By Varshika Prasanna
As the pandemic pushed the global economy into a recession, inflation rates are at a decade low and are well below the Fed’s target of 2%. However, the markets are anxious about inflation as President Biden announced his plans for the fiscal stimulus.
In the short term, decades of habits are likely to keep inflation low. To revive the economy after the COVID-19 pandemic, the Fed would encourage inflation to overshoot the target. In the long term, economists and investors foresee that a shifting political climate will help push inflation well past 2%; the fiscal stimulus post COVID-19 as well as prioritising goals like narrowing racial and economic disparities may put inflation at the back-burner of policy makers.
The pandemic has certainly complicated the inflation picture. Before the pandemic, the prices for gasoline, lodging and airfare helped inflation rates reach 2.3% in February 2020. As the prices for the aforementioned goods and services have since crashed, inflation went down to 1.4% this January.
Economists project that the fiscal and monetary stimuli in combination with vaccination should help increase economic output. Brookings Institution projects that GDP will increase up to 7.8% this year. However, whether this growth will affect inflation is questionable, as in the past, inflation has run close to 2% even with soaring GDP growth rates and low levels of unemployment.
If inflation is consistently below 2%, it leaves very little room to withstand recessions. To prevent this, the FED announced that it would seek to push inflation over 2% so that over time, both inflation and inflation expectations average out to 2%. President Biden’s stimulus helps this cause. Some economists argue that Biden’s stimulus is so large that it might push inflation to rate much higher than intended. On the other hand, some predict that due to social distancing measures, it will be difficult for households to spend the money, and hence the multiplier will be less than 1. Olivia Blanchard, former chief economist at the International Monetary Fund, said that the multiplier could be much more considering the fact that the stimulus favors low income families, who tend to spend most of their income.
The Fed and Jerome Powell have recently stated that they do not have any plans to increase interest rates until inflation reaches 2%. Investors are now worried, as if the Fed continues to keep interest rates near zero for too long, it will ultimately have to hike up the interest rates to avoid inflation. This is causing anxiety in the markets, as high inflation rates will make it that much harder to bring prices back under control. The steep rise in inflation rates combined with a weak economy just recovering from the impact of the coronavirus paints a terrifying picture for the stock market. A company’s stock price is based on how much the company’s future cash flows are worth today. As inflation rates increase, the discount rate also increases, thereby decreasing the present value of a company’s future cash flows. Similarly when the economy is weak, investors might choose to hedge their investments and go for securities that are less riskier than stocks. Hence, investors are flocking to purchase bonds, although they have a lower yield, in fear of a stock market crash; this has led to a bond market boom in the recent days.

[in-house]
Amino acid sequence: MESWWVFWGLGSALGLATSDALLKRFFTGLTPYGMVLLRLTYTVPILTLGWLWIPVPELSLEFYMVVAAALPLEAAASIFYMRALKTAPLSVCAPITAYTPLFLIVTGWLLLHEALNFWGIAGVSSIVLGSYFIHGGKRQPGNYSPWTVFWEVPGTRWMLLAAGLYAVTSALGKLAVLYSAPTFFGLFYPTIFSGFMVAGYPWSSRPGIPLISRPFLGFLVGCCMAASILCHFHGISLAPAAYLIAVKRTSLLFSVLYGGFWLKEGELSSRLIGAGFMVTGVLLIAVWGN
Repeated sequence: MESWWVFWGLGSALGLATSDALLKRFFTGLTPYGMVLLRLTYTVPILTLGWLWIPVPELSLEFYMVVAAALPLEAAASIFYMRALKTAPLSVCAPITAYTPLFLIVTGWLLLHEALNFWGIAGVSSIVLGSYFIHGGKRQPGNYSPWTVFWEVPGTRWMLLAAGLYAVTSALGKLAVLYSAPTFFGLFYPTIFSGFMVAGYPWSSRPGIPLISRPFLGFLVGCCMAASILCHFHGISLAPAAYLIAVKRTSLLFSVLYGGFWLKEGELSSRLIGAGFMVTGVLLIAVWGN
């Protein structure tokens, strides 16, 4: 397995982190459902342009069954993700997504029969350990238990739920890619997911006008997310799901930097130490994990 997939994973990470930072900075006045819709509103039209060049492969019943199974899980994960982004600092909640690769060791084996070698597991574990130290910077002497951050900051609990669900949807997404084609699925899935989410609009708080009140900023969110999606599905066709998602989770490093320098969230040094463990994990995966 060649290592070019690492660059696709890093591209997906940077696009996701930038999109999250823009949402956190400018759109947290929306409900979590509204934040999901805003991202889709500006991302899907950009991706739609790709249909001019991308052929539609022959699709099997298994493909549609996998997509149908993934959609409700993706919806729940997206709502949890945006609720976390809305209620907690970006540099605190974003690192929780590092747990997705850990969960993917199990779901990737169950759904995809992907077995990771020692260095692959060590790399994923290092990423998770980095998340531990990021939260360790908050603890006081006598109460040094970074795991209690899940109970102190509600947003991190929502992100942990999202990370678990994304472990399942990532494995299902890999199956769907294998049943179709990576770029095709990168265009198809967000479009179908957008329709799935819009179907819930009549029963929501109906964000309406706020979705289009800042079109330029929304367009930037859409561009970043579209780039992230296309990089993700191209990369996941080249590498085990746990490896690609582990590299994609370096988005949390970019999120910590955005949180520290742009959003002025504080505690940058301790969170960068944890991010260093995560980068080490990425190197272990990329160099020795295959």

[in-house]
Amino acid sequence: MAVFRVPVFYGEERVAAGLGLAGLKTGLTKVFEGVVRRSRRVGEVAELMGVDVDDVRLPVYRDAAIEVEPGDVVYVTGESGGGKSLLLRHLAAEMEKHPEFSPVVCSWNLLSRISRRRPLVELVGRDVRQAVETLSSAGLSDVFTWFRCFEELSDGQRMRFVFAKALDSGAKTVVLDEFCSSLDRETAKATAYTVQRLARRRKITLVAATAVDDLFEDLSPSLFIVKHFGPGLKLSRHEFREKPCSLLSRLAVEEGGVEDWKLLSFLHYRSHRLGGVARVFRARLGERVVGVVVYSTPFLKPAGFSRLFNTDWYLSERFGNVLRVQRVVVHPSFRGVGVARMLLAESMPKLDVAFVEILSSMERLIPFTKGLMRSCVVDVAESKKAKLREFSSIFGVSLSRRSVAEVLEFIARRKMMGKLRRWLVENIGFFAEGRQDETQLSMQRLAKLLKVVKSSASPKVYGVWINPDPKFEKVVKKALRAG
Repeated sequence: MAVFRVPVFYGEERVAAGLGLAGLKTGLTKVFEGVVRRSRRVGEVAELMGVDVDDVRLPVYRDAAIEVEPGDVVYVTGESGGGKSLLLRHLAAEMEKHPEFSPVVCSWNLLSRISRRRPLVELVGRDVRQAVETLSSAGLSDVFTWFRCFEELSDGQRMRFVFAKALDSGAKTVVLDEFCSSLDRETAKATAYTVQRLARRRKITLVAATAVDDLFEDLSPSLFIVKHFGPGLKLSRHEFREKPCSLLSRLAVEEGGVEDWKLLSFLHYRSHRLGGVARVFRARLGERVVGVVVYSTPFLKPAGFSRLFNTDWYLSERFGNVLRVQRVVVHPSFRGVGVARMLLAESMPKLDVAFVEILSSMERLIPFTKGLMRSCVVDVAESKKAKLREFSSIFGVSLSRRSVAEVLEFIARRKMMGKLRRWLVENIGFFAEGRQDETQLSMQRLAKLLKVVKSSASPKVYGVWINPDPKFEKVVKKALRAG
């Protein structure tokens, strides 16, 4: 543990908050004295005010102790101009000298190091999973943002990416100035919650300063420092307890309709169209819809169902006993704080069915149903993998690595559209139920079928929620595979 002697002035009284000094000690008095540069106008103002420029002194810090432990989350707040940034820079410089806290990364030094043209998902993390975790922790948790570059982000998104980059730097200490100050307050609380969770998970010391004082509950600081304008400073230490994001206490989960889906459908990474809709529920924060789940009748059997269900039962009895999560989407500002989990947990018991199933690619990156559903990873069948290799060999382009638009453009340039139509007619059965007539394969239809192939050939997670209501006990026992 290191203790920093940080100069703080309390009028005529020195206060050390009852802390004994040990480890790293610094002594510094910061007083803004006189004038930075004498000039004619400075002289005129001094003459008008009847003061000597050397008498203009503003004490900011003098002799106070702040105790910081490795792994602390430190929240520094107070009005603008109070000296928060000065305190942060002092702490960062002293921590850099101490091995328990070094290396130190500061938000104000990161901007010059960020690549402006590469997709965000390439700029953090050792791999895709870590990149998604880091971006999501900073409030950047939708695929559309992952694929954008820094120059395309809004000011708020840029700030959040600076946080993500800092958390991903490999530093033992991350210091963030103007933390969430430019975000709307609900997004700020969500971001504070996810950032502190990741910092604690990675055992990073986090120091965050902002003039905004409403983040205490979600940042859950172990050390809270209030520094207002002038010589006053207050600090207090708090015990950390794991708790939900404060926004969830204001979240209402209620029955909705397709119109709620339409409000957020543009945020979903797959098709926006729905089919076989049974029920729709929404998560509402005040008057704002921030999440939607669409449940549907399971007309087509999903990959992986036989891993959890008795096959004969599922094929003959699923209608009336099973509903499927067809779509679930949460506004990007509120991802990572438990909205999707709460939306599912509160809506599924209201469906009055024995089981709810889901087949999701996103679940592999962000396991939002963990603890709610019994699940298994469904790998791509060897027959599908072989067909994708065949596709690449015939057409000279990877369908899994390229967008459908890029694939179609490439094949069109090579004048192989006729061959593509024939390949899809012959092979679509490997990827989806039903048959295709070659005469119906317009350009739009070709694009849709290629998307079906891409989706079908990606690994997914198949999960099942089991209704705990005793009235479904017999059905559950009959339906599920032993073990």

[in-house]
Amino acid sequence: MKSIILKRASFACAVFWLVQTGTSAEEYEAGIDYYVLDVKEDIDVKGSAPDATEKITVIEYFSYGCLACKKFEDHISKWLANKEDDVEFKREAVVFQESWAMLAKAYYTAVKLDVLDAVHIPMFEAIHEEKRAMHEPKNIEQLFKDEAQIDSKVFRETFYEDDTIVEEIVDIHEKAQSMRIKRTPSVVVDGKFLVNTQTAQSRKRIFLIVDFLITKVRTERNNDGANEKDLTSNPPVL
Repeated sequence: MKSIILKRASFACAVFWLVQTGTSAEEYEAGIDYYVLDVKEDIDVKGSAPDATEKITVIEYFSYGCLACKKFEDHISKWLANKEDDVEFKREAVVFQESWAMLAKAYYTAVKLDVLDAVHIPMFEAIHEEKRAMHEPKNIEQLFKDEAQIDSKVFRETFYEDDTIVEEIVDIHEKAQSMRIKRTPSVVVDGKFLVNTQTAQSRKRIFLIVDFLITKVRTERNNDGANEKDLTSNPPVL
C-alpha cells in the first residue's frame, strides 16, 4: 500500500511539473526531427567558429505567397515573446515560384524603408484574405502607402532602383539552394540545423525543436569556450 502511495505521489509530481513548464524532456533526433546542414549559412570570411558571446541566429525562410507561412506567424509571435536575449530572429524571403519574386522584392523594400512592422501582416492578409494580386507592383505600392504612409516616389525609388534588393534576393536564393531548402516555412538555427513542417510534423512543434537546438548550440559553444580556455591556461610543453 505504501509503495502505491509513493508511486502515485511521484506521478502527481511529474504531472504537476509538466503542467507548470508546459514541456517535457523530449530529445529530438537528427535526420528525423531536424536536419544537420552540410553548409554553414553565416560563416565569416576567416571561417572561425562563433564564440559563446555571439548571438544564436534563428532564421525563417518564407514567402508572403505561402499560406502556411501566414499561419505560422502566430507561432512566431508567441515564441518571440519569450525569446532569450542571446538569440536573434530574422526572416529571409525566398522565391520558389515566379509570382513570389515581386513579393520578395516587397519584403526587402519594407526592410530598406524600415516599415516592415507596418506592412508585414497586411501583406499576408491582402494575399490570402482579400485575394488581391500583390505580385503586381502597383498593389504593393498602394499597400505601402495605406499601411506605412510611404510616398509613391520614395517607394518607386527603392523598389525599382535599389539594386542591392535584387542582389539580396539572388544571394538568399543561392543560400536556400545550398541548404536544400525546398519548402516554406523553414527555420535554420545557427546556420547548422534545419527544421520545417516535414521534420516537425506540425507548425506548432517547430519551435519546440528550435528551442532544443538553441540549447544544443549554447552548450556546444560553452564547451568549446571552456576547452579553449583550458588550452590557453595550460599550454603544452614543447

Bond yields have risen ever since Democrats won Senate control in anticipation of a fiscal stimulus which would lead to more growth and thereby higher inflation. According to regular and inflation protected treasury bonds, the expected inflation in the next five years is around 2.39%. Investors’ expectations about inflation can be seen in the difference between yields on ordinary treasury bonds and yields on TIPS (inflation protected treasury bonds). This difference between the two is known as the break-even rate. The short term break-even rates are higher than the long term break-even rates, creating an extremely rare situation known as inversion of the break even curve as it predicts a surge in inflation rates that soon drops. Long term inflation expectations are lower- 10 year break even rates are 2.15% and 30 year break even rates are 2.1%.
Some believe that President Biden’s Fiscal Stimulus will only provide benefits in the short term and as a result the rise in inflation will only be short lived. Another opinion is that the Fed, despite promises otherwise, will cap inflation at 2%. This theory is supported by the yields on 10 year TIPS which have risen over the past few weeks causing the break even rate to fall. According to David Riley, an investment strategist at BlueBay Asset Management, a situation like this occurs when either growth looks weak or under the threat of a possible rise in interest rates by the Fed. Since the former is unlikely, the latter seems more plausible. An alternate opinion is that the market is underpricing the impact of the fiscal stimulus. However, there is apprehension that rising interest rates in a world already saddled with debt will cause households to divert more income to debt repayment, which will not fuel economic growth.
Thus, the inflation situation in the US is precarious. Policy makers must carefully consider the implications for allowing inflation rates to increase as the economy grows out of the COVID-19 recession. However, if the Fed chooses to stick to its 2% target, it might push the economy a little too close to deflation, where the price levels continually decrease. Prolonged deflation can throw the economy into a recessionary spiral, with aggregate demand so low that it will become very difficult for policymakers and the Fed to bring the economy back. □
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